Kevin and I are riding on Jefferson heading to work; wide 4-lane road, and this old guy, I mean stooped-over old guy, is slowly making it across the road. Not in a crosswalk. You’re thinking geez, what’s this guy doing? Who’s looking after him? So we’re doing 20mph or so, and by the time we pass him, he’s made it just past the middle of the road. Nowhere close to us. Perfectly safe.
Except that we didn’t pass him. I yelled to Kevin to stop; he looked at me quizzically, wondering, why? There’s no safety issue; we’re nowhere near him and it would seem he’d take another minute to get to where we are.
Here’s why we stopped. Nobody’s looking for an old guy crossing the road nowhere near an intersection. They might, however, see a couple of people on bikes, with not one but TWO bright tail lights. And if they’re focused on us, they might not see the other guy. But… if WE stop, they (the cars behind us) are going to have to stop. Well hopefully anyway! And a car in the other lane might wonder why we stopped, and look around, and see the old guy.
That’s one of the reasons why the law says nobody gets to proceed through a crosswalk, as long as there’s someone in any part of it. You stopping, whether on a bike or a car, sends a signal to others that there’s a reason to stop. It greatly reduces the chance of a pedestrian getting run over. Just something to think about, next time you see someone crossing the street in front of you. Even if you can squeeze by, maybe you shouldn’t.
Some days are fun to write about. But days when your morning bike ride results in spending three hours in the ER, well, this is one of those not-so-fun days. It started out nicely, climbing up through the fog on Kings, good run across Skyline, nice views from West Old LaHonda. Descending 84 was something else entirely. Most of the group had gotten ahead of us on the descent, while Kevin and I were hanging back just a bit, with some concern about possibly-damp pavement. It’s not like we were riding slowly though; our speed was right at 30, coming out of a tight corner, when the incident happened. Below is the “storyboard” taken from the video.
Watching the entire sequence, the car that hit Kevin came up on us pretty fast. We were traveling an average of just over 30, the car first appears at 19 seconds, at 33 seconds you see him drifting well over the fog line, and at 40 seconds he’s on my tail. In 20 seconds he covered the same ground we did in 28 seconds. The actual location of the crash can be seen here.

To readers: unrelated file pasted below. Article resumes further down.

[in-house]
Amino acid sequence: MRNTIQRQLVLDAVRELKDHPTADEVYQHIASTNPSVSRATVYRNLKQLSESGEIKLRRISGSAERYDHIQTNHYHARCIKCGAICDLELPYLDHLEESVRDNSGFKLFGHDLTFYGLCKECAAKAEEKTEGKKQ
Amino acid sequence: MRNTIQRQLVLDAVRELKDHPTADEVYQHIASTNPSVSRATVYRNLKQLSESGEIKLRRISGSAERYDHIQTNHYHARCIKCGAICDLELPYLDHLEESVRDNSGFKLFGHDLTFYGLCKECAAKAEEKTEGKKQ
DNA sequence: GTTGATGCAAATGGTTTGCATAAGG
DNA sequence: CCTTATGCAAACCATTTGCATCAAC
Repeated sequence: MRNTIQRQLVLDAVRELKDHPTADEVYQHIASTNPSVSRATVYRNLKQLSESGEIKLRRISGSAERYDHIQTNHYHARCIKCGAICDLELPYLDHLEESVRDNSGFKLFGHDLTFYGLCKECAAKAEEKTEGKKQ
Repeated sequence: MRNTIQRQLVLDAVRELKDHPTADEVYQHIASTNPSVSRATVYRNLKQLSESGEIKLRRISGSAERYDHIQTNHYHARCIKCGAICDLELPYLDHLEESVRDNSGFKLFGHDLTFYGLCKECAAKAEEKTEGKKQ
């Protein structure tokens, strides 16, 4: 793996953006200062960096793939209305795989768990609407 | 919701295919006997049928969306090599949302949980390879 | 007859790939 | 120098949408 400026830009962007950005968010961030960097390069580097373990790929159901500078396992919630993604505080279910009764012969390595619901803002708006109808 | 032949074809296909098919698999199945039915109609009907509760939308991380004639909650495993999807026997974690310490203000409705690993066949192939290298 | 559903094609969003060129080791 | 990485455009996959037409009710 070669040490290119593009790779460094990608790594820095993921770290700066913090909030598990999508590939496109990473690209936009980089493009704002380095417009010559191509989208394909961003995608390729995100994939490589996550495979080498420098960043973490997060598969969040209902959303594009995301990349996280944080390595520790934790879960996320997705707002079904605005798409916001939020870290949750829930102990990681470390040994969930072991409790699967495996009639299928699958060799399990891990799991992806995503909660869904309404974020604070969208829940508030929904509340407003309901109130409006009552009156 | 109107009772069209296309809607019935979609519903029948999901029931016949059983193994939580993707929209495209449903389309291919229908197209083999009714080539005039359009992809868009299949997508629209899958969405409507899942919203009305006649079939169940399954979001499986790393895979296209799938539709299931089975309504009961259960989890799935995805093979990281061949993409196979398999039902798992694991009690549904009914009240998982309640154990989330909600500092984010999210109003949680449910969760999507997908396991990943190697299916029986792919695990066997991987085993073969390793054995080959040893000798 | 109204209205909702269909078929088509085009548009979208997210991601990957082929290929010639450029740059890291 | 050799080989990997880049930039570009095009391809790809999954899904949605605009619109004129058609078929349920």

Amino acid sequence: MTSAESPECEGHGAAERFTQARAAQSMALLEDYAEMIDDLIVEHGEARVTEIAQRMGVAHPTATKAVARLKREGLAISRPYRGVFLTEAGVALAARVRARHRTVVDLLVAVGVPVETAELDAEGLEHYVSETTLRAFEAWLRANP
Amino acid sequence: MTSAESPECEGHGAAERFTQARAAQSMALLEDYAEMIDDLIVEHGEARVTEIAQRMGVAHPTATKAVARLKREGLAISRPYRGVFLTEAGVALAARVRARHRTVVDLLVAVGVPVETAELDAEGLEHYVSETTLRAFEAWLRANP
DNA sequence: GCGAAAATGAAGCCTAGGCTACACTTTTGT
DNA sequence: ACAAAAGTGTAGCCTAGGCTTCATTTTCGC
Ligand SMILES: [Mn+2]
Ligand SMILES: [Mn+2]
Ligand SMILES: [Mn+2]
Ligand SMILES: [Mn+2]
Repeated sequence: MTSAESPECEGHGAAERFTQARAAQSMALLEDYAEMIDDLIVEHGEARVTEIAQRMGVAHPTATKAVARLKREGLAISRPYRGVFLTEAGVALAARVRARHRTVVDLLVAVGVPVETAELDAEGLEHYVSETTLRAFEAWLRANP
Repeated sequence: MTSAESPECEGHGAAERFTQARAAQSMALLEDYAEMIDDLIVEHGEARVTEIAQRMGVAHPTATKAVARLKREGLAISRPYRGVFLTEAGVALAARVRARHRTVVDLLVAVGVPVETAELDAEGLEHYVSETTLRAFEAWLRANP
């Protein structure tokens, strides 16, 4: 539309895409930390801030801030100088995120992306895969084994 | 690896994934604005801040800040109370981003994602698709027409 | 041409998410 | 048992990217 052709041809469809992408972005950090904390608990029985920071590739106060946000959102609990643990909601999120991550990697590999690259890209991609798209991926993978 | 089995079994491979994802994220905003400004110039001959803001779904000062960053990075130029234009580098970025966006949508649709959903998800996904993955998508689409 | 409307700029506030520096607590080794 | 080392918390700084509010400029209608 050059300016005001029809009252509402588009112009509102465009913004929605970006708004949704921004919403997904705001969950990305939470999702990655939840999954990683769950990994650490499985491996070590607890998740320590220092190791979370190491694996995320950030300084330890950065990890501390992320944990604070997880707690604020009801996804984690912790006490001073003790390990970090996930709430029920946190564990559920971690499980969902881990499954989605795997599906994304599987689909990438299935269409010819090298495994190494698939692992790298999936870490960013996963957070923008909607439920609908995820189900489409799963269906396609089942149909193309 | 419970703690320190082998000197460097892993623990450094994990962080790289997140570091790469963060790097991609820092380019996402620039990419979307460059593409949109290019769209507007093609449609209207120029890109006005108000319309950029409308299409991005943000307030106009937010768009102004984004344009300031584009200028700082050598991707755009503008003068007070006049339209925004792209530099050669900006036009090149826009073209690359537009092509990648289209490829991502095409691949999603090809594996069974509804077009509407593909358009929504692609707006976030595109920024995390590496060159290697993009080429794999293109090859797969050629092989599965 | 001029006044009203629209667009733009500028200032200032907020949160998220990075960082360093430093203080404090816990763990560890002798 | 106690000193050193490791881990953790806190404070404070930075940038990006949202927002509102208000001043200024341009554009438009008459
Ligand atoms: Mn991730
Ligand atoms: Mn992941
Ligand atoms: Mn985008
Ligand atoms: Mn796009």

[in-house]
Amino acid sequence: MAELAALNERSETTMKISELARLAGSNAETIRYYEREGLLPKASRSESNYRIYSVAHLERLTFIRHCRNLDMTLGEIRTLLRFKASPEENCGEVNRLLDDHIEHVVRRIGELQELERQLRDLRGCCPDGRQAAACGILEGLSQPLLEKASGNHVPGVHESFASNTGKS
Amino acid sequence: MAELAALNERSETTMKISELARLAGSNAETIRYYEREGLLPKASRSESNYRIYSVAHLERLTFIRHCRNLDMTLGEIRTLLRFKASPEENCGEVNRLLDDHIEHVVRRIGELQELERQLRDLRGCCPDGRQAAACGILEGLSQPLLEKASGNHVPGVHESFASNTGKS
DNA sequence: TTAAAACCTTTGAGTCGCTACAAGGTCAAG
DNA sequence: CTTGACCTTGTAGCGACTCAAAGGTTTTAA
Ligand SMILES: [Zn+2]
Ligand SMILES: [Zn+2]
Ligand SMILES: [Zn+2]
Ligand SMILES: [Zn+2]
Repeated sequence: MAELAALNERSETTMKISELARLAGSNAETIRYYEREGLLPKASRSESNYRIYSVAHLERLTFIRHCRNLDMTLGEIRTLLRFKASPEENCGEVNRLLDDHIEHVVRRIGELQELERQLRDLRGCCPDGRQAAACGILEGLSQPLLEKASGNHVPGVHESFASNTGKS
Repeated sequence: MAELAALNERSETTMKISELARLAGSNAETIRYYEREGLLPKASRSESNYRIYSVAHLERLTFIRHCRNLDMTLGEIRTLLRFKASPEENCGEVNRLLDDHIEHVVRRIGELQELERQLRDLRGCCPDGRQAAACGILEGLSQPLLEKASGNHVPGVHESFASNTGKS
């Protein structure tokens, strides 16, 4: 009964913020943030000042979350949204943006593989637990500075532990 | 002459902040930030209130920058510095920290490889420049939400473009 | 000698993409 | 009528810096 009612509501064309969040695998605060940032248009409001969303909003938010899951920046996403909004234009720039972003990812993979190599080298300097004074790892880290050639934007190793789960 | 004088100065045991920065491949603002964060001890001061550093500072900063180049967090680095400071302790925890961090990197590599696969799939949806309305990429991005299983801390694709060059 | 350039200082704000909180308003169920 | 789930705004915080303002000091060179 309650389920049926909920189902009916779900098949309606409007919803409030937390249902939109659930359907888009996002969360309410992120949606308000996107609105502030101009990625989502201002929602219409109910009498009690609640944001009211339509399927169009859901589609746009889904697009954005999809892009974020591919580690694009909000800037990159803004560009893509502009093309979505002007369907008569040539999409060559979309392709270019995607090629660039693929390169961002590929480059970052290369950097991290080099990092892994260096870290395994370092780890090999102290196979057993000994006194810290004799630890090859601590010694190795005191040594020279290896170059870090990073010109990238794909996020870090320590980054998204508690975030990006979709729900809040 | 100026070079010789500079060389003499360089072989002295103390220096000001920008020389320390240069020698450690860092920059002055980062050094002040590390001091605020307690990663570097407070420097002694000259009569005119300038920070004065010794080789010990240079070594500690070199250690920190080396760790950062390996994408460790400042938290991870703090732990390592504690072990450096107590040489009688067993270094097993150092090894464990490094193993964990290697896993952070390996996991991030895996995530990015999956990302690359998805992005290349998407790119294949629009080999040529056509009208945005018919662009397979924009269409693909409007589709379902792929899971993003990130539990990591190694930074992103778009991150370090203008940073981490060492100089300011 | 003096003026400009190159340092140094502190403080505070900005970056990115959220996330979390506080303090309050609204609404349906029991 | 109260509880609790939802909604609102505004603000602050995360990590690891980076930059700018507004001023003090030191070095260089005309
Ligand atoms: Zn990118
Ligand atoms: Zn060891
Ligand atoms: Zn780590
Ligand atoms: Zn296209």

The good news? The driver did stop, and in fact gave Kevin a ride back home, after which we took him to the ER where he spent a whole lot of time sitting around and hurting really badly, and a little bit of time getting x-rays, having his wounds cleaned out, and wishing he could walk to the bathroom instead of having to pee into a container. I got the driver’s name, his phone number, and a picture of his car with the license plate and the broken mirror. What I did not do was take a photo of his driver’s license (stupid!) or get his insurance information.
I’ve also got a photo showing the license number of a car that likely saw the accident and pulled up behind us, offering to call 911.
What Kevin got out of it is a heavily-bruised and battered body, an uncertain amount of time off a bike, and a bike that went from 30 to 0 in a manner it’s not designed for, and not considered safe to ride.
Tomorrow morning I call the CHP and follow up on things, making sure we get the contact info for the insurance company and that a proper report has been filed, since this incident was caused entirely, without any possible way to consider otherwise, the driver’s recklessness. I’m convinced he wasn’t the type that targets cyclists, or if he was, he quickly understood the seriousness of what happened and had a come-to-Jesus moment. But this is not a forgive & forget sort of thing. Kevin could have been killed; falling off a bike at 30mph, even with a helmet (which is cracked, by the way, yet Kevin had no head injury, thank you Bontrager!) is not something to be taken lightly. Plus missing work and losing shape as he prepares to ride his bike in France next month.
But thankfully Kevin will recover… and I’ll start thinking about running a video camera at the front of my bike again, not just the rear. –Mike–